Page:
size=16/sizeofvoid×sizeofvoidE1

As mentioned above, the method signature can distinguish other methods with the same name because the method’s signature is based on the method name as well as the types of parameters and the return type. So it can be said that BiCOMC supports the method overloading.

2.3. Structure of virtual function tables in multiple inheritance

In BiCOMC, an object that inherits multiple interfaces has as many vftptr pointers as the number of inherited interfaces. Note that the basic structure of the virtual function table is described in Section 2.2. Figure 3 shows the structure of the virtual function tables of an object inheriting three interfaces.

Figure 3.

Structure of virtual function table in the case of multiple inheritance.

In the case where three interfaces have been inherited, three vftptr pointers exist as shown in Figure 3. Assume that a 32bit system is used and the next offset of the virtual function Table 1 is 4, which is the difference between the address of vftptr 2 and the address of vftptr 1 in the instance of class. And the next offset of the virtual function Table 3 is −8, which is the difference between the address of vftptr 1 and the address of vftptr 3.

BiCOMCDynamic library (DLL)
MSVCGCCICC
9144.55.21416
Executable (EXE)MS
VC
9OOOOOO
14OOOOOO
GCC4.5OOOOOO
5.2OOOOOO
ICC14OOOOOO
16OOOOOO

Table 1.

Tests of the binary compatibility in BiCOMC.

2.4. Interface casting

General casting methods of C++ such as static_cast and dynamic_cast cannot be used among objects created by different types of compilers. Therefore, methods that can cast BiCOMC objects are necessary regardless of a type of compilers used. Figure 4 shows an algorithm for casting BiCOMC objects to other interfaces.

Figure 4.

Algorithm for interface casting.

The casting algorithm gets virtual function tables using two parameters of obj and tgtTable. The algorithm compares the tables of obj with the tables of the target interface in order to check whether or not two interfaces are compatible. NULL is returned if two interfaces are not compatible each other. The seventh, tenth, and forty-second lines in Figure 4 are for processing of multiple inheritance. Lines 21–24 check hash values to test the names of interfaces and inheritance relationships. That is, lines 21–24 compare the hash values and detect whether they are compatible by detecting whether a new interface is added or a different interface name exists. Lines 25–37 compare subhash values, and two interfaces are considered as compatible interfaces if the values are the same. If they are different, it examines method signatures of interface information to check compatibility. An example of interface casting is shown in Figure 6.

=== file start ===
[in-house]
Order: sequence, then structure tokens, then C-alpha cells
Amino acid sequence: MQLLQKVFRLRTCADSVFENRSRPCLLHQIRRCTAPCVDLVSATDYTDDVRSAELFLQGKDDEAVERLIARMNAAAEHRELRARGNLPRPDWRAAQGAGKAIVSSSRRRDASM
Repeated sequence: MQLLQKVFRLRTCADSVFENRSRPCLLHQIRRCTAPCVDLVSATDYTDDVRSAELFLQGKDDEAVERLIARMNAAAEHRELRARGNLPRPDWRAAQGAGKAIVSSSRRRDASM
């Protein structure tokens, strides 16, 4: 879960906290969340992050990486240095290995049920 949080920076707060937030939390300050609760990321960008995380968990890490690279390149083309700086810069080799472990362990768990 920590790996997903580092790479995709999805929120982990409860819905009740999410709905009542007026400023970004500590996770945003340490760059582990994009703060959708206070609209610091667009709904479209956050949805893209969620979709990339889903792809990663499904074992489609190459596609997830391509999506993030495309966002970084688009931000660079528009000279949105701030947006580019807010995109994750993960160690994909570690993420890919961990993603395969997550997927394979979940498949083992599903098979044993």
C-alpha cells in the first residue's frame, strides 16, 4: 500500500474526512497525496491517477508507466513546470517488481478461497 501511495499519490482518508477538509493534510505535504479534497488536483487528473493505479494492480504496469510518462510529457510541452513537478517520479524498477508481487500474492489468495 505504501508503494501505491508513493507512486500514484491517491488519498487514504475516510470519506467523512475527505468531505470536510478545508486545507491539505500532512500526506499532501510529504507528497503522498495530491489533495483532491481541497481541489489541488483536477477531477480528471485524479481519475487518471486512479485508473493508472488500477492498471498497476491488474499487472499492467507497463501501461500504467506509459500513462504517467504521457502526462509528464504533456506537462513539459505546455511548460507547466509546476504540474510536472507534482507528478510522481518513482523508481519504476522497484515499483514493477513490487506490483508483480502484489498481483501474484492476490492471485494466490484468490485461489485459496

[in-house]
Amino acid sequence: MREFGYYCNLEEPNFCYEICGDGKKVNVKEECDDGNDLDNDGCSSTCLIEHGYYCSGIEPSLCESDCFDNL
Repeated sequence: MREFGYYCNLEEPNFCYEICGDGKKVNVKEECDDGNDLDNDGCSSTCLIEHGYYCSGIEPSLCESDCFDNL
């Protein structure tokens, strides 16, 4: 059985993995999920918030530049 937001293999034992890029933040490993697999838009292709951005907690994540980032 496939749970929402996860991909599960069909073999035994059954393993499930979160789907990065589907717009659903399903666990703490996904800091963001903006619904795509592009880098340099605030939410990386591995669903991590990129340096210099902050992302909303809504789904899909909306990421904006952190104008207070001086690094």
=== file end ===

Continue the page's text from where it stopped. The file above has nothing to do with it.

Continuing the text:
3. Definition and implementation of component based on BiCOMC model

In this section the component based on BiCOMC is defined, and its implementation is shown using examples. Figure 5 shows an example of the class Comp_1 based on BiCOMC, where the interface Interface_1 and the interface Interface_2 inherit the interface Object and Interface_3 inherits Interface_2. The definition of the interfaces in Figure 5 is shown in Figure 7. The class Comp_1 is one of the components that provide interfaces Interface_1 and Interface_3. Interface Interface_1 consists of void mth_1(int) and int. mth_2(), and interface Interface_3 inherits interface Interface_2 and consists of void mth_1() and int. mth_2(int).

Figure 5.

Class diagram example of relationship between component and interface.

Figure 6 shows an example of the interface casting algorithm in Figure 4, which shows that Interface_1 is converted to Interface_2 using bicomc_cast based on the algorithm in Figure 4.

Figure 6.

An example of interface casting.

The macro BICOMC_INTERFACE defines interfaces as shown in Figure 7, using one or two parameters. The first parameter is the name of the interface, and the second parameter is the name of the parent interface and optional. In the case where the second parameter is empty, the interface Object is inherited. The macro BICOMC_DECL_METHOD in Figure 7 declares the method of the interface. The macro has three parameters as follows: the first parameter is the name of the method, the second parameter is the function type of the method, and the third parameter is the number of parameters of the method. For example, let us consider BICOMC_DECL_METHOD(mth_2, int.(), 0). This macro represents the method int. mth_2() in Figure 8.